In Holland, people register for subsidised day care even before their baby is born, to be sure of getting a place. Unsubsidised day care costs an arm and a leg: 20,000 guilders a year; in contrast, a subsidised spot for students can be as low as 90 guilders per month, depending on income. Dean of International Students, Tineke de Boer, comments that the waiting list for subsidised positions is something that must be discussed soon by the University's Board of Directors. The pressure is rising for day care for families of international students. About ten children are on the waiting list and will not get places directly when they're needed. This pressure stems from the fact that more PhD students are coming, and especially if they are going to stay in Wageningen for the whole four years, they will bring their families along.

About ten international students per year bring their spouses along, and up to twenty more are accompanied by children as well, according to Ankie Lamberts

De Boer has found that foreign students do not realise that this may be a problem, because it is easy to find child carers in their home countries. Often students will come here with their families on the assumption that it won't be a problem, and then suddenly come knocking on my door for help. For people like Laura, this can become a very big problem. She found out that she would have to wait 1-2 years to get her son into day care, and in the meantime she stayed at home: I ended up giving up after a while, and I have not become integrated into Wageningen at all. However, she manages because the Brazilian community is so large in Wageningen: There must be over fifty Brazilians here now.

Once your child is four things change. At that age, children can start going to school. Public schools are free for children of four years old and up in Holland. Costa Rican Gabriela Zuñiga feels lucky about her experience of bringing her sons, who were 4 and 8 when she started her MSc. I'm really happy that I brought my children here. They were able to integrate easily. They also managed to master Dutch within about three months at school. Wageningen offers a lot of freedom to kids in a way that my sons don't get in the busy capital of Costa Rica. I always feel safe when they go out on their own here.


For Flavia Scorza, another Brazilian wife of a PhD student, the only way to keep from going crazy at home, was to devise a plan to do voluntary work. Since coming to Wageningen 17 months ago, she has followed three English courses. Since September she has been doing an intensive Dutch course at Educatie Wageningen. Now she volunteers at Wageningen's hospital a few days a week. It's not the same as at home of course. In Brazil I'm a certified nurse, and here I just help with general tasks. But at least it is keeping me in contact with my profession, and it is great for practising my Dutch. I'm finding it to be a good experience. Her advice is to get out of the house as much as possible. It was especially difficult in the beginning; you have to make a lot of effort to keep from being bored and lonely.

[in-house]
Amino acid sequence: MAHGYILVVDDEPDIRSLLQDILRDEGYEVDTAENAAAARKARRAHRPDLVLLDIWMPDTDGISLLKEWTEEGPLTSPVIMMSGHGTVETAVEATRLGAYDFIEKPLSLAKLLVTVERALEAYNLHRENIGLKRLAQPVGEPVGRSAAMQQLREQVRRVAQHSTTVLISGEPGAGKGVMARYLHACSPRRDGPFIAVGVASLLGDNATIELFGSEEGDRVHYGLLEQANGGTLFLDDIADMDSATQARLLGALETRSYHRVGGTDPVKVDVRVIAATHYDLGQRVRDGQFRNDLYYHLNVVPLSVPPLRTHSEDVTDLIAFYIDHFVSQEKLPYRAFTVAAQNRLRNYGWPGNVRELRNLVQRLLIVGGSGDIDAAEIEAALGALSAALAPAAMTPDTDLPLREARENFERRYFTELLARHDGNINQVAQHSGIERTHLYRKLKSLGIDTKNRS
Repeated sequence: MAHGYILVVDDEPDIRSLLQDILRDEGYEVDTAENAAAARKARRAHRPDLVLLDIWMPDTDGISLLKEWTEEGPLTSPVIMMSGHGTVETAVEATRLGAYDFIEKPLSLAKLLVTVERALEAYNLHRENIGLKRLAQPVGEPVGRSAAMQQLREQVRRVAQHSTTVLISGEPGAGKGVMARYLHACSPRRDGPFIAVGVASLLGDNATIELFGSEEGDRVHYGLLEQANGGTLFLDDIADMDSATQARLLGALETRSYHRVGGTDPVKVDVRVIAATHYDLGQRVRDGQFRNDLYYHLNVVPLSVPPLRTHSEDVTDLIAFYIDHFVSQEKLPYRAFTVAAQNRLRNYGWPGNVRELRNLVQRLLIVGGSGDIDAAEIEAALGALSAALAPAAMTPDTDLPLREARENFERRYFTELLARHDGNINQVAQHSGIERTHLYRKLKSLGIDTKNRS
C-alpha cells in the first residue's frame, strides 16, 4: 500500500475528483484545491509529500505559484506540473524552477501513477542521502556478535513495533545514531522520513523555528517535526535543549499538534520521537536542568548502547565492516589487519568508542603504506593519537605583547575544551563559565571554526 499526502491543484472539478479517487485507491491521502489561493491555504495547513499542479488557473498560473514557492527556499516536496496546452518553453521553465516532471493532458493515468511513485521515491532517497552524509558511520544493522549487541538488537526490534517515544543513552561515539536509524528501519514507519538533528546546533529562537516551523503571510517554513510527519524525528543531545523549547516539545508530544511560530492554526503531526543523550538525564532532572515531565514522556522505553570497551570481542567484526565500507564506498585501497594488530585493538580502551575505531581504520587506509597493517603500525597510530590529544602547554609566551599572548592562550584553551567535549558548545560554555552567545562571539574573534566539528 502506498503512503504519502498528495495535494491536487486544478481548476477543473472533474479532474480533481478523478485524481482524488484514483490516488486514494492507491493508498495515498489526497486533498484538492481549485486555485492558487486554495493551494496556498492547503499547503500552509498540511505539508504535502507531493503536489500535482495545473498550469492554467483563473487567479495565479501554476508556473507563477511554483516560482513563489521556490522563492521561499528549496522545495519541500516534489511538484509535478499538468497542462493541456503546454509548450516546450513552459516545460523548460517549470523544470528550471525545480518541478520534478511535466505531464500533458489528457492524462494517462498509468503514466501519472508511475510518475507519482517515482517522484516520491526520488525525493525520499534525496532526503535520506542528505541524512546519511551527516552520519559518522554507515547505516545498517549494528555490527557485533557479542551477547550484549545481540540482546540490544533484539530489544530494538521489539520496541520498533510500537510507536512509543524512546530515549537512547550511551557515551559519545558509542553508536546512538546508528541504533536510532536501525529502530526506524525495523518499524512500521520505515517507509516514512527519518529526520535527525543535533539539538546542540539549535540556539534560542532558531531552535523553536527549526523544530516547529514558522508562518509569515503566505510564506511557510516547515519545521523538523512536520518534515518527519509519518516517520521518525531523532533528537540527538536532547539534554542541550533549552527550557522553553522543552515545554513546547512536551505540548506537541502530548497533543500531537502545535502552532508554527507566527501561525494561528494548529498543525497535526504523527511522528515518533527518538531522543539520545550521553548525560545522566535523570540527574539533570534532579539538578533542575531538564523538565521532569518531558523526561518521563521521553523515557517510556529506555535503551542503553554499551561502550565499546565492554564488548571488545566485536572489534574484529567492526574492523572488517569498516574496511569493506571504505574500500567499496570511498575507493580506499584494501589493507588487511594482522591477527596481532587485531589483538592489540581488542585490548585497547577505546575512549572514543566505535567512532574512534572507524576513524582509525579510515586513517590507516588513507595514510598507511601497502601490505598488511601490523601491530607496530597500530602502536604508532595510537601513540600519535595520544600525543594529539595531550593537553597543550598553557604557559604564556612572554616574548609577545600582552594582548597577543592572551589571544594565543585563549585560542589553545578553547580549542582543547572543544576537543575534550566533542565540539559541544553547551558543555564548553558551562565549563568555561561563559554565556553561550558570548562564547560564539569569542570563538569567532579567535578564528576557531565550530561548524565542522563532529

But Scorza and Melo are exceptions to the rule. Ethiopian Yewbdar Alemayehu's English is improving, but she has still not managed to find her niche in Wageningen. She has been accepted into a MSc programme, but has not managed to find funding. Her husband, Tesfeye, finds this the hardest part about doing his PhD: I feel like her capacities are being wasted here.

The Dean's office has been set up to help international students adjust to the University and to life in Wageningen, but they do not have the resources to provide therapy to their families as well. A booklet, Living in Wageningen is handed out when students arrive and gives information on groups and organisations elsewhere in the town. However, it is limited in what it offers to international partners. Since the WAU is interested in encouraging more international students to come here, it should start taking notice of the fact that more families will be accompanying them as well. Ankie Lamberts is well aware of the problem: We need to do something about this. For the partners of PhD students, it is lonelier because there is not a strong enough network of PhD students.

Photo's Guy Ackermans

Please contact Veridiana Melo at who is organising a support network

Geerte Bodenstaff, Huishoudstudies